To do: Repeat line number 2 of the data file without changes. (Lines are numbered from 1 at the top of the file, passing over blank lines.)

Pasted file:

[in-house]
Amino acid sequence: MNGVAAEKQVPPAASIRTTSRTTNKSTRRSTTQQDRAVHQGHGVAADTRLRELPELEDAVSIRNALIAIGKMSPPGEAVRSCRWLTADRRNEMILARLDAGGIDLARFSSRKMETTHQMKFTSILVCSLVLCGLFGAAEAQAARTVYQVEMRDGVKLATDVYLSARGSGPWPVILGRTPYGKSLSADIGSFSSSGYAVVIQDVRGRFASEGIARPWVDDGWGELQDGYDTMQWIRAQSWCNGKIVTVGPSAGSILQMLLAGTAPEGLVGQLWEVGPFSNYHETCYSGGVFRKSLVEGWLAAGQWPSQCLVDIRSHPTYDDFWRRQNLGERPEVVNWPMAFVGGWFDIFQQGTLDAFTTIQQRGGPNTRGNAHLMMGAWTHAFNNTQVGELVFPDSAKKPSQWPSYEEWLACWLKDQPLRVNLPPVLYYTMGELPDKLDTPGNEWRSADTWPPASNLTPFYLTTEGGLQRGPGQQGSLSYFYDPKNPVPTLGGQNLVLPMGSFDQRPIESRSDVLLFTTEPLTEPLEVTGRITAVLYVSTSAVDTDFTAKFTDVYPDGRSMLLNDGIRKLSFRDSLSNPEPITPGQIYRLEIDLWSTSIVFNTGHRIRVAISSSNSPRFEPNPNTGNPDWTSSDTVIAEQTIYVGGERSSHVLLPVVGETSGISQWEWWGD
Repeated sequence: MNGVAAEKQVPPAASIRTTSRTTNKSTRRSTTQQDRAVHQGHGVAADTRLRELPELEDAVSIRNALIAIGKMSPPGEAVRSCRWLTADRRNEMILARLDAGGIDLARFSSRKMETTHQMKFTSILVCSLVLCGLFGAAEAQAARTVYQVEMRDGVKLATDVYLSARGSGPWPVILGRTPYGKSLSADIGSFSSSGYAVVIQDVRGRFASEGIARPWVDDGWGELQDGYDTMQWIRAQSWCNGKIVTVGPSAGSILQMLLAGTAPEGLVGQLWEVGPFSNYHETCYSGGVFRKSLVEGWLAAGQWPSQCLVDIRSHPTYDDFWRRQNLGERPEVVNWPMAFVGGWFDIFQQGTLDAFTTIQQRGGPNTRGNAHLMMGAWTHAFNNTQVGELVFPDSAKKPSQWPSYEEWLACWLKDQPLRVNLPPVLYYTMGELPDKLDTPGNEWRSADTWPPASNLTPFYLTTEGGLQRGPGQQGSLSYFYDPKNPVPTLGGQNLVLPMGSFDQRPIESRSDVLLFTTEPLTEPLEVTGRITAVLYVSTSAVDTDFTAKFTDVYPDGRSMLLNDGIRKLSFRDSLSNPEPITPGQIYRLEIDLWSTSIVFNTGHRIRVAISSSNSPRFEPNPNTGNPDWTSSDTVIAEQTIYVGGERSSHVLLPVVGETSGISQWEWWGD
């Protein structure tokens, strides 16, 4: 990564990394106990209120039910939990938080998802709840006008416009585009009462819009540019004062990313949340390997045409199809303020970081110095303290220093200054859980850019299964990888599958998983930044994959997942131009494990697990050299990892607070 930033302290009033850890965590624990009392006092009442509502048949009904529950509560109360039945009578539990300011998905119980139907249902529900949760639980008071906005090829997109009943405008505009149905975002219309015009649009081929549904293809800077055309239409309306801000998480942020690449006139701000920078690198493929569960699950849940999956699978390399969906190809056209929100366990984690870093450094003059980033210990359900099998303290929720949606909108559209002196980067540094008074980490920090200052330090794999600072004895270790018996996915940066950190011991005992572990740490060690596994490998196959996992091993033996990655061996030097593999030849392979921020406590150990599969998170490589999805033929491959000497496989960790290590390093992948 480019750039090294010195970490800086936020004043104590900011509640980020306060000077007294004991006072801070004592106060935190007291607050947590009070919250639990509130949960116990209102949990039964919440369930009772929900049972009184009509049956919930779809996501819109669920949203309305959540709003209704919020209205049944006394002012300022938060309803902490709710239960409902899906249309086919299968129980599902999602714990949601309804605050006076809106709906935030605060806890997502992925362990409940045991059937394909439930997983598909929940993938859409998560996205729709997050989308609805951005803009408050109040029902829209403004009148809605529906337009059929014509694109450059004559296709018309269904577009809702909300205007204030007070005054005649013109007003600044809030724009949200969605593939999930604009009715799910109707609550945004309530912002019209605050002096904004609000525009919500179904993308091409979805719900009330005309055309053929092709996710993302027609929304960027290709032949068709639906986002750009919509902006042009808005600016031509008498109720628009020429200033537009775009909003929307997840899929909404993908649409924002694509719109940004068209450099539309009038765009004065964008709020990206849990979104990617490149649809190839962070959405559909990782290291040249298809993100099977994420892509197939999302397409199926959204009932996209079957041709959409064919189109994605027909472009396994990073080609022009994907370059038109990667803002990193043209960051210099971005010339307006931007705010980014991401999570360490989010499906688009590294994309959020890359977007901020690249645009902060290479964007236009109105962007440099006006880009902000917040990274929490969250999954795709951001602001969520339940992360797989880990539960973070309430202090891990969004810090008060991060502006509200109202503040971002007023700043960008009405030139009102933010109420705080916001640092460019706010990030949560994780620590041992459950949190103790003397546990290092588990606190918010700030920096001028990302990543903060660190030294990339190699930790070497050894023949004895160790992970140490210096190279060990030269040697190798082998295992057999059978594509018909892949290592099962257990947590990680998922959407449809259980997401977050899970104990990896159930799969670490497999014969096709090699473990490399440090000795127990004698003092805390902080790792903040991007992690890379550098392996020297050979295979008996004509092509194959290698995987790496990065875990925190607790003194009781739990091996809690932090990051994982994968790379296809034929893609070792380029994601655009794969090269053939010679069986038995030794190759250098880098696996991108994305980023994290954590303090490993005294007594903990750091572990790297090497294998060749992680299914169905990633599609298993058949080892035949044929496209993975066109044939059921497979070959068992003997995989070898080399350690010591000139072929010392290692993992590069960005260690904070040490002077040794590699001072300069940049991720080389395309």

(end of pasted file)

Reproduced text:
Amino acid sequence: MNGVAAEKQVPPAASIRTTSRTTNKSTRRSTTQQDRAVHQGHGVAADTRLRELPELEDAVSIRNALIAIGKMSPPGEAVRSCRWLTADRRNEMILARLDAGGIDLARFSSRKMETTHQMKFTSILVCSLVLCGLFGAAEAQAARTVYQVEMRDGVKLATDVYLSARGSGPWPVILGRTPYGKSLSADIGSFSSSGYAVVIQDVRGRFASEGIARPWVDDGWGELQDGYDTMQWIRAQSWCNGKIVTVGPSAGSILQMLLAGTAPEGLVGQLWEVGPFSNYHETCYSGGVFRKSLVEGWLAAGQWPSQCLVDIRSHPTYDDFWRRQNLGERPEVVNWPMAFVGGWFDIFQQGTLDAFTTIQQRGGPNTRGNAHLMMGAWTHAFNNTQVGELVFPDSAKKPSQWPSYEEWLACWLKDQPLRVNLPPVLYYTMGELPDKLDTPGNEWRSADTWPPASNLTPFYLTTEGGLQRGPGQQGSLSYFYDPKNPVPTLGGQNLVLPMGSFDQRPIESRSDVLLFTTEPLTEPLEVTGRITAVLYVSTSAVDTDFTAKFTDVYPDGRSMLLNDGIRKLSFRDSLSNPEPITPGQIYRLEIDLWSTSIVFNTGHRIRVAISSSNSPRFEPNPNTGNPDWTSSDTVIAEQTIYVGGERSSHVLLPVVGETSGISQWEWWGD